Weymouth’s proposed selective licensing scheme has fallen victim to COVID-19 and still hasn’t been approved more than a year after its public consultation ended.

More than 500 people had commented on the seaside town’s proposals by the end of last April and since then, Dorset Council has held meetings with the police, landlords and agents, but admits that dealing with the pandemic has held things up.

The scheme, planned for part of the Melcombe Regis ward, would cover more than 900 properties and cost up to £625 for a five-year licence; it’s in the 10% most deprived neighbourhoods in the country, with 46% of properties privately let.

The council hopes licensing would raise management standards there and ensure proper tenancy arrangements are in place, while tackling anti-social behaviour and deprivation. Its consultation revealed that 60% of people thought that the scheme would positively improve the area.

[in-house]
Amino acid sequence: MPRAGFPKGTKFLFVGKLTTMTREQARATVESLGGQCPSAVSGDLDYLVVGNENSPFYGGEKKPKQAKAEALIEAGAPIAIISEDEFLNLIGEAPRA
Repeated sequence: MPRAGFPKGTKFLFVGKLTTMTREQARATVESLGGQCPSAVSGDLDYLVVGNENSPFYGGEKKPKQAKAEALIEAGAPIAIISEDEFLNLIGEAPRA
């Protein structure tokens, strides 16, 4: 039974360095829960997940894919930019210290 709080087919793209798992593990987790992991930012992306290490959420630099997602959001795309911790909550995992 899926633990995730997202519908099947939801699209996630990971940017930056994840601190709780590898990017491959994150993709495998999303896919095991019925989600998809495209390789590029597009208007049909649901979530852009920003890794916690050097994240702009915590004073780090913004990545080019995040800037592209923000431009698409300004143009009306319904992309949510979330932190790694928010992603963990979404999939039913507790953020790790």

Councillor Jon Orrell says: “It is frustrating that progress has stalled. Good standards of housing are key to improving the lives of many people. Now the council reorganisation is settled and coronavirus has temporarily abated the Melcombe board is due to resume with a new chairman. I hope to see improvements in the most deprived streets of Dorset.”

The council received representations from the Weymouth Landlords Association, Dorset Police and the National Residential Landlords Association. A spokesman adds: “We have also considered alternatives such as targeted enforcement of rental properties, improving relationships with landlords and agents and by providing training.”

Its executive advisory panel is set to meet on Wednesday when it’s due to recommend the next step.

Read more about selective licensing.


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